What’s east Africa’s position on the Israel-Hamas war? An expert unpacks the reactions of Kenya, Tanzania and Uganda


The reactions of some east African countries to the ongoing conflict in Gaza have been less dramatic than South Africa’s. South Africa’s parliament has passed a resolution calling for the closure of its embassy in Tel Aviv. Algeria and South Africa have been the most supportive of the Palestinians. Thus far only South Africa and Chad have withdrawn their representatives from Tel Aviv.

In contrast, the reactions from east African capitals have been less dramatic. At the outset of the current conflict in Gaza, Kenya’s President William Ruto expressed solidarity with Israel and condemned

terrorism and attacks on innocent civilians in the country.

Uganda and Tanzania condemned all forms of violence and called for

restraint to stem further loss of human life.

As a scholar of Middle Eastern and African history, I have researched the relationship between Israel and African countries including those in east Africa.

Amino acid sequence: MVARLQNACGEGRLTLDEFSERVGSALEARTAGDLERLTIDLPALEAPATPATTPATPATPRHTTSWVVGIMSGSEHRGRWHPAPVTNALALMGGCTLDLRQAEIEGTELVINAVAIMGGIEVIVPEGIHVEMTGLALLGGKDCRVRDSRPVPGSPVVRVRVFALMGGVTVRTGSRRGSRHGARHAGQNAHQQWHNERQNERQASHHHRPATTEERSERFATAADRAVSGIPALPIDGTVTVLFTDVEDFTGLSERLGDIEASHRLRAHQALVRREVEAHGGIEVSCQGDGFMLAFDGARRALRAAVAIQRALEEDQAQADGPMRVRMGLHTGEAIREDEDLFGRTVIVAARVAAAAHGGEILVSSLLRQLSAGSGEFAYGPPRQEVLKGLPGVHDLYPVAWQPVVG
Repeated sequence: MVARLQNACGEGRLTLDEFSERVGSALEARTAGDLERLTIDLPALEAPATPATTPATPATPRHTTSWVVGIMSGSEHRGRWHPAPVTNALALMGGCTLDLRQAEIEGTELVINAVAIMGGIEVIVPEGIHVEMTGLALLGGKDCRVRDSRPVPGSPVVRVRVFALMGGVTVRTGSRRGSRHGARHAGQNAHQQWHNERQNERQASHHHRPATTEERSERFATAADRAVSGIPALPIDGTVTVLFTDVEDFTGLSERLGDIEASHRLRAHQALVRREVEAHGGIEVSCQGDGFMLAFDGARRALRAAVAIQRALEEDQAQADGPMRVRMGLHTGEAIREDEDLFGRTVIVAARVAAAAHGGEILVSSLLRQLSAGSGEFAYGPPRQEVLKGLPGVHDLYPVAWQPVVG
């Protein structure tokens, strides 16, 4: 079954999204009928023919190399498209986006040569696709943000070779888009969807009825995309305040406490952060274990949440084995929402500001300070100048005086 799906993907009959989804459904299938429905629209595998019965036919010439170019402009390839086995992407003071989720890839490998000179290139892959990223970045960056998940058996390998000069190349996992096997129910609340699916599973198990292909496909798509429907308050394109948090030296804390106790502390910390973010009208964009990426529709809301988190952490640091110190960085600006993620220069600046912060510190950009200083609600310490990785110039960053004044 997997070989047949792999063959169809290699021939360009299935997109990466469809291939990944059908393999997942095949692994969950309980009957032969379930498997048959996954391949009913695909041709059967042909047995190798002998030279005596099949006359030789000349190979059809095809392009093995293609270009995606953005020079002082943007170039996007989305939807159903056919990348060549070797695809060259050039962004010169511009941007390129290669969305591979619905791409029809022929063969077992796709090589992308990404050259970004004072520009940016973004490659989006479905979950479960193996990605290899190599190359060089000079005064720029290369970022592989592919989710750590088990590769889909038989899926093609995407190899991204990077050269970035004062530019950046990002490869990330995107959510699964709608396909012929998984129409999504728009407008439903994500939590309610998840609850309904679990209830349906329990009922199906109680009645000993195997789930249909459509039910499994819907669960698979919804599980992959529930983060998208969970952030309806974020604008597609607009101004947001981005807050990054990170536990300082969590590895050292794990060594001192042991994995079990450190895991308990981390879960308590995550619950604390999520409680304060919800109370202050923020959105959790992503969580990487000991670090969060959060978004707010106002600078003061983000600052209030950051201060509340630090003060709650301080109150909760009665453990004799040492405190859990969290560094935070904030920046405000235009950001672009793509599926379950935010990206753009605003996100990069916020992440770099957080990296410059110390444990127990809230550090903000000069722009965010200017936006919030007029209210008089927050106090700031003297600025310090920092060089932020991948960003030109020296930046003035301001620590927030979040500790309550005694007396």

It is my conclusion that the reactions of the east African states to the conflict in the Middle East are shaped by two things: the perceived national threat of terrorism by Islamist factions and, for those states with democratic institutions, domestic public opinion.

In my view these three countries are unlikely to change their stance unless the current conflict escalates. On the one hand they will continue to limit their actions to voting in the United Nations for resolutions in support of the Palestinians. On the other they will continue to solicit technical assistance – especially in agriculture and security – from Israel.